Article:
DYING WAS THE BEST THING THAT EVER HAPPENED TO ME
William E. Hablitzel, MD
This book will come as a surprise to many people who have not experienced the spirituality of a physician. Dr. Hablitzel's belief in miracles and a higher power comes as no surprise to me, however, having been told a number of years ago by the surgeon who performed the triple bypass on my husband, "It was worse than we thought. It's now all up to him and...." He knew I knew he meant God. I suppose being a scientist he was reluctant to name this higher power.
Dr. Hablitzel in this beautifully written self-help motivational first book with a carpe diem theme (Do not put off for tomorrow what you can do today), readily acknowledges the existence of a higher power, God, in the scheme of life. He tells the story of lessons learned from his patients, how many of them did not know how to live until they were near death, or in the case of the title story, actually experienced death.
Until Alexander Kipton experienced full cardiac arrest, he had never really taken time to enjoy life: Alex Kipton found uncertainty through death. It was the best thing that ever happened to him, not because he got a second chance for life, but because he began experiencing life for the first time. With the uncertainty of tomorrow, he learned to make use of each day, and in all of those days he found meaning and happiness.
Each of the other twelve chapter titles is either a summation of a patient's experience or a direct quote from a patient, one or more of the many teachers in the form of patients his practice of medicine brought to him: this doctor was changed by his patients; his patients were changed by him.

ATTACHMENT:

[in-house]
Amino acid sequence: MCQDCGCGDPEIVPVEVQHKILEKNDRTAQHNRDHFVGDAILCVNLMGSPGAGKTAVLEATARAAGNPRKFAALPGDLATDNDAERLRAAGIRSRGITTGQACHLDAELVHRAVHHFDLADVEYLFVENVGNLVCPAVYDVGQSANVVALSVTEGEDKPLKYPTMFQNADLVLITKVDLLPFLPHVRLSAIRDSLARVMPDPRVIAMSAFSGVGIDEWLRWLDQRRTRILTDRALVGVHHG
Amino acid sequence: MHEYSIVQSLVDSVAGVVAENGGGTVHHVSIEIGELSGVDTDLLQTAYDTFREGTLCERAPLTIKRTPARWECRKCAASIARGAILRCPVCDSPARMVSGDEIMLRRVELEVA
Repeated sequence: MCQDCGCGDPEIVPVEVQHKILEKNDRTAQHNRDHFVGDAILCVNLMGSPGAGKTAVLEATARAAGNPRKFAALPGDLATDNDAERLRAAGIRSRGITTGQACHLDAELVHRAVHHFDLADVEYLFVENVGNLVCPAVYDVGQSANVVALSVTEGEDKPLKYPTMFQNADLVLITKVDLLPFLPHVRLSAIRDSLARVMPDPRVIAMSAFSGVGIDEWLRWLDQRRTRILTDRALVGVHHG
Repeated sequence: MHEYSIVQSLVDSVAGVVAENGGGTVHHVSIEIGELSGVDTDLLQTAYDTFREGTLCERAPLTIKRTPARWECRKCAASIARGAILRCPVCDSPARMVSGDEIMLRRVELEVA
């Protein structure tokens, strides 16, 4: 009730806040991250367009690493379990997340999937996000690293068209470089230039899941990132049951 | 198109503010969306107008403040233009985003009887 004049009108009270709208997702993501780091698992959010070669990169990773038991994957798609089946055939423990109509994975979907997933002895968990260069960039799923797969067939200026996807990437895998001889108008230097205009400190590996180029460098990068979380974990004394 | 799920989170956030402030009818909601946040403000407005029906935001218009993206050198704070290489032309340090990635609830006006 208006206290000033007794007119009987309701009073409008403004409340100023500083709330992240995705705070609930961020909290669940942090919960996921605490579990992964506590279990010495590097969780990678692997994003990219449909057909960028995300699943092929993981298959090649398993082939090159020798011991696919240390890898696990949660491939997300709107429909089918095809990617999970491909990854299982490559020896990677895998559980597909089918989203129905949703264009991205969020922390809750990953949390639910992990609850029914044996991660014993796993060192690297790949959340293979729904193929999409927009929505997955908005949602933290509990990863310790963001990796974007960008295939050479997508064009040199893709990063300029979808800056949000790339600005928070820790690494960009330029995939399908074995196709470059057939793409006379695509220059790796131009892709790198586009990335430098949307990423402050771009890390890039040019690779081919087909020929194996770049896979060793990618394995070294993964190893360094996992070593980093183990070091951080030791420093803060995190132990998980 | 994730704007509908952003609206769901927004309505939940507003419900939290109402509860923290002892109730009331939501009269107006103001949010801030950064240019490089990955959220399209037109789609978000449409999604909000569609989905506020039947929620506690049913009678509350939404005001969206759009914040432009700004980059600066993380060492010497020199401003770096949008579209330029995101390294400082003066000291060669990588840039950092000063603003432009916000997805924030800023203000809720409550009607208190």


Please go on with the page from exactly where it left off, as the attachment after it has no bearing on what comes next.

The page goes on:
Carol, another of his patients, was diagnosed with a terminal illness. She had been too busy to marry her fiance of many years, but when faced with her mortality, having been diagnosed with aneurysms on the brain, she threw caution to the wind and planned to get married the next day and travel. When told that the neurosurgeons didn't think she needed to stay in the hospital—but they do want you to think about going to the specialty center in Baltimore as soon as possible. They might have something to offer that we don't—Carol smiled and said, "Thanks, but maybe later. First, Troy and I are getting married—tomorrow. Then we are going to travel. We don't know where, or for how long." Later, she tells her doctor, "When you always have tomorrow, it's too easy to waste today. I've spent so much time looking ahead that I couldn't see happiness right in front of me."
A medical doctor at peace with himself, who in spite of science is able to experience and embrace the spiritual, has given a profound insight into the examination, prognosis, and care required for healing of most of his patients. Other patients who had bad news coming were treated with the caring that made the next step easier to bear, even when the next step was death.
"There are no coincidences" was quite a unique way of expressing the power and relationship of God in our daily lives. The peace on the faces of those who were dying knew of God's peace. The meaning and role of religion in living, in sickness, and in dying proved to be most valuable in the stories of this book. The reader is given a new appreciation for the beauty of life, the creation, and the Creator. The value of listening, forgiving, living now ( carpe diem ), and the power of prayer are extraordinary lessons presented in the stories.
This book is a must read, especially if you yourself or a loved one is faced with a serious illness. Were it not for my personal experience, I would probably have found it hard to believe that a scientist—a medical doctor—could be so spiritual, and as a result, so compassionate.Contributing to this review is my brother-in-law Linon Loyd, who was here during the death of my younger brother. He picked up the book and could not put it down until he finished. We predict a best seller.
Reviewed by Lee L. Peoples